3. KimberlyJ

    KimberlyJ Chillin' With My Peeps

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    Quote:Rockinpaints is a Golden Feather Member so she probably knows alot more than I do. BUT on a similar thread on here last night they were discussing using SuperGlue to seal a wound. Perhaps just a drop would seal the flap enough to keep the wound covered? Maybe keep it from getting infected? Just an idea.
     
  4. rockinpaints

    rockinpaints Chillin' With My Peeps

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    I have to share a funny story that happened this summer. We had a chick about 4 weeks old who lost his entire scalp (completely). Not sure how and it wasn't a pretty sight. It looked so bad I was sure he was on deaths door.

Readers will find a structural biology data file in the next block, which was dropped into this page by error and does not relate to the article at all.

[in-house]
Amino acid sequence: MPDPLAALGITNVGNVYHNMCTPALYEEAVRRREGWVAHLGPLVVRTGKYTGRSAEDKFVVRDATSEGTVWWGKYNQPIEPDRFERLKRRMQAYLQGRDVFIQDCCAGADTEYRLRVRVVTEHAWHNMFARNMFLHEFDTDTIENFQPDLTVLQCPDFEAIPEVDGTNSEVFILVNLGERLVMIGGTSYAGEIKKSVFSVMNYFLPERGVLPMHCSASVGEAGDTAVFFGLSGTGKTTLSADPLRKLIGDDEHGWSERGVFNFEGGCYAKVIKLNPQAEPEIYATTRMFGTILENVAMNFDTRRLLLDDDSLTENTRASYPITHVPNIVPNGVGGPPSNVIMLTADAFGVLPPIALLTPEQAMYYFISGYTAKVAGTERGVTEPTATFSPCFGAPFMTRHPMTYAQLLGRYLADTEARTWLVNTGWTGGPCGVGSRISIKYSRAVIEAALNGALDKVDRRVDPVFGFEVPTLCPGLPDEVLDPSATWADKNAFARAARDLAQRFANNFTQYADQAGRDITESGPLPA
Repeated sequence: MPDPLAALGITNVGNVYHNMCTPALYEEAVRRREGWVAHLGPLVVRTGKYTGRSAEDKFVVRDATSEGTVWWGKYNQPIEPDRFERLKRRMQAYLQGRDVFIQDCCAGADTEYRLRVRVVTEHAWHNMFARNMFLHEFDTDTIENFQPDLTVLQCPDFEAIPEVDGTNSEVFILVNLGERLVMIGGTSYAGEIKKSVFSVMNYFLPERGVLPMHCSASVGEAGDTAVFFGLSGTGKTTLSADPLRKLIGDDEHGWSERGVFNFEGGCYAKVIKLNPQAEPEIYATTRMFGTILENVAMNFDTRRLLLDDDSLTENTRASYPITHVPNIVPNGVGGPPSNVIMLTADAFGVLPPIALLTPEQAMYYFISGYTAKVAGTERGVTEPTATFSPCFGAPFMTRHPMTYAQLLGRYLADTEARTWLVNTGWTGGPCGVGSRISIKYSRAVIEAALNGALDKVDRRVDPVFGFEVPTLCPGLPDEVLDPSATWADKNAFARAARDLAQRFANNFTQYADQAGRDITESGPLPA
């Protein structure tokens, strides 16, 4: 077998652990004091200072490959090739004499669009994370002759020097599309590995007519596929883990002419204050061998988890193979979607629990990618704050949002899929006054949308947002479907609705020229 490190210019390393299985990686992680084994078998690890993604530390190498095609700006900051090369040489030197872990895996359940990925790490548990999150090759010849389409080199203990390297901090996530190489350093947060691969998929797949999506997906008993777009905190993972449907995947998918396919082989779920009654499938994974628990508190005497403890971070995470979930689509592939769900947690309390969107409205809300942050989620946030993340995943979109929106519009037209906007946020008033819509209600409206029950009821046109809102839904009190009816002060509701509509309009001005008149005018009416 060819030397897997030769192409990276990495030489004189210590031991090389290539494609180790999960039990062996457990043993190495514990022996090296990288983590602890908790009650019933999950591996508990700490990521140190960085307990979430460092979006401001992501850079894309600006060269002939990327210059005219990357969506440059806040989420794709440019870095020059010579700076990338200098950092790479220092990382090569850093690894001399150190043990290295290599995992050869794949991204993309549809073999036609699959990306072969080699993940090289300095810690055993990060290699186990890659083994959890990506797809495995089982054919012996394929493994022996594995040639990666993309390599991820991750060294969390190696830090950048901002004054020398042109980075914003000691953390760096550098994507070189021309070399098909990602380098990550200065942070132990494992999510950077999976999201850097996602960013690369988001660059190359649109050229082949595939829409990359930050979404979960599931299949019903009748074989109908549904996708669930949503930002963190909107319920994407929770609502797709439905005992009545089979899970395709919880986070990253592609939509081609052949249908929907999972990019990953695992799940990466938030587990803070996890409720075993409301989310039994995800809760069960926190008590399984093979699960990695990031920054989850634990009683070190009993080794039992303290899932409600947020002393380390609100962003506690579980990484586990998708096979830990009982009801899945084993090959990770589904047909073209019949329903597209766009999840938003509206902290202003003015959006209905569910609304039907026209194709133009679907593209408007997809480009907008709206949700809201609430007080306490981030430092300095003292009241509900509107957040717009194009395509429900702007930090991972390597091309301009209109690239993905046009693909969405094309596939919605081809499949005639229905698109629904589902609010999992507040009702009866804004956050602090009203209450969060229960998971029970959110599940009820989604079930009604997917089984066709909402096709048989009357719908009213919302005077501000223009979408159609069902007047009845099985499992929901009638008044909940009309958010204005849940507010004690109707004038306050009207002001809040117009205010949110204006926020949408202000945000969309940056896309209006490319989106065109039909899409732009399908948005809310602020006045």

Well I tucked him in a box and put him on my husbands work bench with a note. I wanted my husband to put him out of his misery because I could not and didn't want him to suffer. I wrote on the note that if the chick was still alive when he got home would he 'take care of him' for me.

    When I returned home I asked him what he did with the chick ( assuming he had put him down) and he said he 'took care of him'. He said he gave him food and water, was that what I meant by taking care of him......[​IMG] Well needless to say I couldn't put him down after that. It took a couple months but he grew a new scalp complete with feathers and did just fine! [​IMG]
     
  5. LostAcreFarm

    LostAcreFarm Out Of The Brooder